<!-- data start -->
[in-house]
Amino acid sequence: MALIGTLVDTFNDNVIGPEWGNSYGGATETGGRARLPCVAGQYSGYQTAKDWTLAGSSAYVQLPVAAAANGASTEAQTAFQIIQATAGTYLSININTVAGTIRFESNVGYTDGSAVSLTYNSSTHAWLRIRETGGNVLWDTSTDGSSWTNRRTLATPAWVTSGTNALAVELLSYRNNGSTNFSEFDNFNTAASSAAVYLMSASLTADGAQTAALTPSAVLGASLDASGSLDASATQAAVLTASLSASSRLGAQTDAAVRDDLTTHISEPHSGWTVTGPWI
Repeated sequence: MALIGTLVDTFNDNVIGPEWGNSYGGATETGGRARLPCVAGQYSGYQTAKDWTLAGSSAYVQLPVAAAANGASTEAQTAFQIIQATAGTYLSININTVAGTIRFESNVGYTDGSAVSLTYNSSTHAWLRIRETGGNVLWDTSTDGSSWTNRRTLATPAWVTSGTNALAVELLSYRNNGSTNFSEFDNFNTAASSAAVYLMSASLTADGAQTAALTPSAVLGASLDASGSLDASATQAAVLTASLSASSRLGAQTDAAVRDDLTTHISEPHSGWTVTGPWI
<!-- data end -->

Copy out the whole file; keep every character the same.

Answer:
[in-house]
Amino acid sequence: MALIGTLVDTFNDNVIGPEWGNSYGGATETGGRARLPCVAGQYSGYQTAKDWTLAGSSAYVQLPVAAAANGASTEAQTAFQIIQATAGTYLSININTVAGTIRFESNVGYTDGSAVSLTYNSSTHAWLRIRETGGNVLWDTSTDGSSWTNRRTLATPAWVTSGTNALAVELLSYRNNGSTNFSEFDNFNTAASSAAVYLMSASLTADGAQTAALTPSAVLGASLDASGSLDASATQAAVLTASLSASSRLGAQTDAAVRDDLTTHISEPHSGWTVTGPWI
Repeated sequence: MALIGTLVDTFNDNVIGPEWGNSYGGATETGGRARLPCVAGQYSGYQTAKDWTLAGSSAYVQLPVAAAANGASTEAQTAFQIIQATAGTYLSININTVAGTIRFESNVGYTDGSAVSLTYNSSTHAWLRIRETGGNVLWDTSTDGSSWTNRRTLATPAWVTSGTNALAVELLSYRNNGSTNFSEFDNFNTAASSAAVYLMSASLTADGAQTAALTPSAVLGASLDASGSLDASATQAAVLTASLSASSRLGAQTDAAVRDDLTTHISEPHSGWTVTGPWI